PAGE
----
What is therapy speak (and is it doing more harm than good)?

Bonnie Evie Gifford
By Bonnie Evie Gifford, updated on May 3, 2023

Is the language we use around mental health becoming diluted and starting to lose all meaning? Or are we misusing helpful terms without realising it?

We’re at a point where it’s hard to deny that talking about mental health and wellbeing is good for us – and often, those around us. Research has shown that sharing our experiences makes us more willing to seek help when we are struggling, more aware of where we should look for that help, and more likely to encourage others to seek support when we see than struggling. But what happens when we start adopting terms used in therapy as part of our collective vocabulary? Shouldn’t having specific words we all know, understand, and can use, be beneficial all around?

What is therapy speak?

Therapy speak, also referred to as therapy dialogue, is a term used for the language previously reserved for the therapy room, that’s seeped into our everyday lives. Talking about setting healthy boundaries, joking about coping mechanisms, calling out toxic, trauma-dumping behaviours, or highlighting when we're left to do all the emotional labour can all be examples of ways therapy-related terms have made it into the mainstream.

But...isn’t that a good thing? Just like we’ve all learned a little more about mental health and wellbeing, isn’t knowing the right language to talk about these things, well, great?

That can really depend. When everything starts being called a red flag, every friend’s bad day is seen as ignoring our boundaries or being toxic, slightly differing memories of an event get called out as gaslighting, and everyone who doesn’t put our needs first is called a narcissist, it can be a sign that – just maybe – we aren’t all fully understanding the phrases we’re using. And over time? This can lead to certain words, phrases, and explanations feeling like they are losing their meaning.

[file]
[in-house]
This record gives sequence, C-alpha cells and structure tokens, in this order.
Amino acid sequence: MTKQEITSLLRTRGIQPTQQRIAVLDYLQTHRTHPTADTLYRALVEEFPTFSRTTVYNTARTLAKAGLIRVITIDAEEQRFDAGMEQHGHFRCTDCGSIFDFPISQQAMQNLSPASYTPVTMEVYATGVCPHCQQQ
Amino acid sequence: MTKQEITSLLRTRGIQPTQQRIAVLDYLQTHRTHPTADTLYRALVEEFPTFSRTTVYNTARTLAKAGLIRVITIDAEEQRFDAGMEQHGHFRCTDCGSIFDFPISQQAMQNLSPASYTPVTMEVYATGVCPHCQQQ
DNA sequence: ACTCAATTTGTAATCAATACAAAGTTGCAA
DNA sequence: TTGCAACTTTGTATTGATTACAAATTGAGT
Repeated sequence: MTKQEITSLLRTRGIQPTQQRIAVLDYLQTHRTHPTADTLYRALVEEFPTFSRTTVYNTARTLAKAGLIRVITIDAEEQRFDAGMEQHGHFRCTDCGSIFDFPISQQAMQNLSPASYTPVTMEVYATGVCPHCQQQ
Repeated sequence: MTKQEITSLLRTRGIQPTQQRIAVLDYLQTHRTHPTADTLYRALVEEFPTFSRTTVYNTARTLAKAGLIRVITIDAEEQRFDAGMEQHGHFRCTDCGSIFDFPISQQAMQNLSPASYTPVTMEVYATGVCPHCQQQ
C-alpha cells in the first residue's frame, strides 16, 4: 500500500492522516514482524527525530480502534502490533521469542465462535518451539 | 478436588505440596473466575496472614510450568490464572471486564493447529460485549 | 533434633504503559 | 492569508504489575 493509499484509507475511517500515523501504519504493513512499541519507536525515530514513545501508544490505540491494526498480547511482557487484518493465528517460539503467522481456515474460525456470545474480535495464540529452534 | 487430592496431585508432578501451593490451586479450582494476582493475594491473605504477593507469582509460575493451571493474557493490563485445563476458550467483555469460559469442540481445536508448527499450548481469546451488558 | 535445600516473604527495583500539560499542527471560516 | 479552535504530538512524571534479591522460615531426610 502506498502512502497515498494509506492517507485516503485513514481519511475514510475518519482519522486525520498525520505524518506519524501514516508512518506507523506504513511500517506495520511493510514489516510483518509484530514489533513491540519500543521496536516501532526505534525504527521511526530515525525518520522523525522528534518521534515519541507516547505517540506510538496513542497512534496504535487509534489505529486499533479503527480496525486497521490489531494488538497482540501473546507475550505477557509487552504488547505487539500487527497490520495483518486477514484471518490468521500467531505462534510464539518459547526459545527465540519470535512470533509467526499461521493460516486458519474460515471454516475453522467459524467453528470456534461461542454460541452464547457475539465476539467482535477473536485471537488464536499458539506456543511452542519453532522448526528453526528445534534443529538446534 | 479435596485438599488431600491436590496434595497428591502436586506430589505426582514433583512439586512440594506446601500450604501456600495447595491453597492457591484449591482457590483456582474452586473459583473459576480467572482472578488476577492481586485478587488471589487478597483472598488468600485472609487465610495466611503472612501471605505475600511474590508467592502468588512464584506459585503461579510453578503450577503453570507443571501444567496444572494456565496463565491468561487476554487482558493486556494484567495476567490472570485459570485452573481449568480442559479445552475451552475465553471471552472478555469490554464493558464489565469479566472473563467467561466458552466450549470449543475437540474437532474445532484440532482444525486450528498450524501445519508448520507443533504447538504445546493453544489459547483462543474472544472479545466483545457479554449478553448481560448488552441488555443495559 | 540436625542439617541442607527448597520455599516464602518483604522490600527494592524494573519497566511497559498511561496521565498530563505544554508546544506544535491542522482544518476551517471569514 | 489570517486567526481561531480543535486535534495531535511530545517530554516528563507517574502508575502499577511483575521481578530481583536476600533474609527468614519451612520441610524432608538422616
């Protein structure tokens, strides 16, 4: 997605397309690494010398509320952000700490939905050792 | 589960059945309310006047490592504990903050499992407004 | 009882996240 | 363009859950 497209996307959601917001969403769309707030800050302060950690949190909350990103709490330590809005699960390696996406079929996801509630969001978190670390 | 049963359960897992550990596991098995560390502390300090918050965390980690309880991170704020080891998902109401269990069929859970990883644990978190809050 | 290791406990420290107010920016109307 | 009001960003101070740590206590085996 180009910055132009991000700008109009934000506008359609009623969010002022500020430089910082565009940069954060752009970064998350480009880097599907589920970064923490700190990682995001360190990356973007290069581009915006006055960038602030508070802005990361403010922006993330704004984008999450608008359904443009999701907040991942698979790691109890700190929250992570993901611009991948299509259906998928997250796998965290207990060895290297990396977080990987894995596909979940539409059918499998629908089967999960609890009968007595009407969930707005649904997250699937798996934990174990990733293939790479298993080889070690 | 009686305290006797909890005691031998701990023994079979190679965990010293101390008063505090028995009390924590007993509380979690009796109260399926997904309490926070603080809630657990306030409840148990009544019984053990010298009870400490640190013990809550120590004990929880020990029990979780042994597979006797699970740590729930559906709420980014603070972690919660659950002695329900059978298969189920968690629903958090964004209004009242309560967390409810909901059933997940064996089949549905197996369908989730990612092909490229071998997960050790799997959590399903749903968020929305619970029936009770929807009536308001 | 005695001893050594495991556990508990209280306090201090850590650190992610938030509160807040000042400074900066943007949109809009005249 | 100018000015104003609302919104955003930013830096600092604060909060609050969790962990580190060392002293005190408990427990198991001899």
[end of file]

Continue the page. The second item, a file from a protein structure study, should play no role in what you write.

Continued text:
Why has therapy speak become more mainstream?

Talking about our mental health has become more common over recent years. While many of us still struggle to do so, research has shown that we’re more likely to reach out for help, encourage others to seek help, experience an improved sense of wellbeing and feel less stigmatised when we share our stories of living with mental illness.

Therapy is no longer seen as just something reserved for those who can afford it, or as a last resort when you hit rock bottom. More young people and men have begun seeking therapy, while NHS England saw 1.24 million referrals for ITAP (Improved Access to Psychological Therapies) services in 2021-22 – an increase from 1.02 million in 2020-21. Counselling Directory alone saw nearly 21.8 million users accessing information about mental health and wellbeing between 2017-21 – suggesting more and more of us are ready to start looking for more information on how we can put our mental health first.

As we start to feel more comfortable talking about our mental health, it should come as no surprise that more and more of us are encountering words previously reserved for the therapy room. With our rising shared interest in all things wellbeing, more mainstream sources of entertainment and news are starting to include these kinds of terms to draw us in and keep our eyes focused firmly on what they have to say about the latest industry buzzwords.  

Our increased use of therapy-related terms can also be seen as more of us wanting to better understand ourselves, our experiences, and our situations, through shared language and terms we can (almost) all understand. But sometimes, that language can get a little bit lost in translation. We can start to take hyperbole literally. And, despite our well-meaning intentions, we can unintentionally start to see words losing some of their impact.

Can using therapy speak be problematic?

Therapy speak itself isn’t a bad thing. It can give us a shared language to better understand ourselves, our life experiences, and our situations. But sometimes, when words get misused or misconstrued over time, it can be a problem – for us, and for those whom the original language was intended to help.